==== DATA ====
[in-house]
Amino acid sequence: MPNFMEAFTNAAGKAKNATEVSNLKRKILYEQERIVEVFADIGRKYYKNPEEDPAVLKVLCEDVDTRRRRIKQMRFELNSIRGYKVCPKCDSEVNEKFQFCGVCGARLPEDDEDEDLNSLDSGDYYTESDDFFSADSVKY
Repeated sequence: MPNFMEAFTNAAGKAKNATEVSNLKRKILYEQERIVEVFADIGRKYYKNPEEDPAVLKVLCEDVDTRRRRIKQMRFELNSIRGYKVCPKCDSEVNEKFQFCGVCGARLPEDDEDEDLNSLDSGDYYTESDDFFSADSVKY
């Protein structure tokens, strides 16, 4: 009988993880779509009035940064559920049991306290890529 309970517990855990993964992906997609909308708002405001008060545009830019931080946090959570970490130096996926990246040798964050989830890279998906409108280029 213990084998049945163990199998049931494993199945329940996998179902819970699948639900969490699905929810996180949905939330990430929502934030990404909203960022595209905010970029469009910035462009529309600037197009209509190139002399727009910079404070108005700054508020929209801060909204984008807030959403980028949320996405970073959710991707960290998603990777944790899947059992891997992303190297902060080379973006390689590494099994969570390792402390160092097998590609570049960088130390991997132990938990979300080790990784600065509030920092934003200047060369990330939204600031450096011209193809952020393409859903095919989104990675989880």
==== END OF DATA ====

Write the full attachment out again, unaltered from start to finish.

[in-house]
Amino acid sequence: MPNFMEAFTNAAGKAKNATEVSNLKRKILYEQERIVEVFADIGRKYYKNPEEDPAVLKVLCEDVDTRRRRIKQMRFELNSIRGYKVCPKCDSEVNEKFQFCGVCGARLPEDDEDEDLNSLDSGDYYTESDDFFSADSVKY
Repeated sequence: MPNFMEAFTNAAGKAKNATEVSNLKRKILYEQERIVEVFADIGRKYYKNPEEDPAVLKVLCEDVDTRRRRIKQMRFELNSIRGYKVCPKCDSEVNEKFQFCGVCGARLPEDDEDEDLNSLDSGDYYTESDDFFSADSVKY
């Protein structure tokens, strides 16, 4: 009988993880779509009035940064559920049991306290890529 309970517990855990993964992906997609909308708002405001008060545009830019931080946090959570970490130096996926990246040798964050989830890279998906409108280029 213990084998049945163990199998049931494993199945329940996998179902819970699948639900969490699905929810996180949905939330990430929502934030990404909203960022595209905010970029469009910035462009529309600037197009209509190139002399727009910079404070108005700054508020929209801060909204984008807030959403980028949320996405970073959710991707960290998603990777944790899947059992891997992303190297902060080379973006390689590494099994969570390792402390160092097998590609570049960088130390991997132990938990979300080790990784600065509030920092934003200047060369990330939204600031450096011209193809952020393409859903095919989104990675989880």